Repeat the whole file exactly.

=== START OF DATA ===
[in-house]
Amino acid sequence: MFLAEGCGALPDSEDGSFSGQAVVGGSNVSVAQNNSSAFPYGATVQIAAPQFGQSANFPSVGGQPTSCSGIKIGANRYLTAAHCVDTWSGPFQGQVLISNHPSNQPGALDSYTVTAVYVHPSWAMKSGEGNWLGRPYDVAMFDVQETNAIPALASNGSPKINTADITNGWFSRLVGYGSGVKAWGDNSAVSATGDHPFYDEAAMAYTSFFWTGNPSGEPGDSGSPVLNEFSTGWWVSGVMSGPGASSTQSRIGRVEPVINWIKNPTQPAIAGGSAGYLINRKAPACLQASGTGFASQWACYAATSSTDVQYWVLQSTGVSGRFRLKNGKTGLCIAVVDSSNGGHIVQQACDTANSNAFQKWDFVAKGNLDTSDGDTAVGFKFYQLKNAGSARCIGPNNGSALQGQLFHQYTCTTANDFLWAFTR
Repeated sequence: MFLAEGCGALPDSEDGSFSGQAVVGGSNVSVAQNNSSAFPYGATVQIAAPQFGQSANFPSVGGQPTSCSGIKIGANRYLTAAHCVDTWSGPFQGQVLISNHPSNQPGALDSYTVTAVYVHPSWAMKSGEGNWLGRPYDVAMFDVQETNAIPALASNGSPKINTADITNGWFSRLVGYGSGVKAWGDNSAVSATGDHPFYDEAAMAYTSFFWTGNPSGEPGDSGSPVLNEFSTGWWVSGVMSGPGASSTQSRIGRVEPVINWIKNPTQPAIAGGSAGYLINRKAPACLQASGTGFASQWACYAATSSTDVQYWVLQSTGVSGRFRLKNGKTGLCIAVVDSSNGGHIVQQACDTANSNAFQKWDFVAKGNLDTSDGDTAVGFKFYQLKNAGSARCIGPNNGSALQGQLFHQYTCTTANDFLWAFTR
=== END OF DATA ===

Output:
[in-house]
Amino acid sequence: MFLAEGCGALPDSEDGSFSGQAVVGGSNVSVAQNNSSAFPYGATVQIAAPQFGQSANFPSVGGQPTSCSGIKIGANRYLTAAHCVDTWSGPFQGQVLISNHPSNQPGALDSYTVTAVYVHPSWAMKSGEGNWLGRPYDVAMFDVQETNAIPALASNGSPKINTADITNGWFSRLVGYGSGVKAWGDNSAVSATGDHPFYDEAAMAYTSFFWTGNPSGEPGDSGSPVLNEFSTGWWVSGVMSGPGASSTQSRIGRVEPVINWIKNPTQPAIAGGSAGYLINRKAPACLQASGTGFASQWACYAATSSTDVQYWVLQSTGVSGRFRLKNGKTGLCIAVVDSSNGGHIVQQACDTANSNAFQKWDFVAKGNLDTSDGDTAVGFKFYQLKNAGSARCIGPNNGSALQGQLFHQYTCTTANDFLWAFTR
Repeated sequence: MFLAEGCGALPDSEDGSFSGQAVVGGSNVSVAQNNSSAFPYGATVQIAAPQFGQSANFPSVGGQPTSCSGIKIGANRYLTAAHCVDTWSGPFQGQVLISNHPSNQPGALDSYTVTAVYVHPSWAMKSGEGNWLGRPYDVAMFDVQETNAIPALASNGSPKINTADITNGWFSRLVGYGSGVKAWGDNSAVSATGDHPFYDEAAMAYTSFFWTGNPSGEPGDSGSPVLNEFSTGWWVSGVMSGPGASSTQSRIGRVEPVINWIKNPTQPAIAGGSAGYLINRKAPACLQASGTGFASQWACYAATSSTDVQYWVLQSTGVSGRFRLKNGKTGLCIAVVDSSNGGHIVQQACDTANSNAFQKWDFVAKGNLDTSDGDTAVGFKFYQLKNAGSARCIGPNNGSALQGQLFHQYTCTTANDFLWAFTR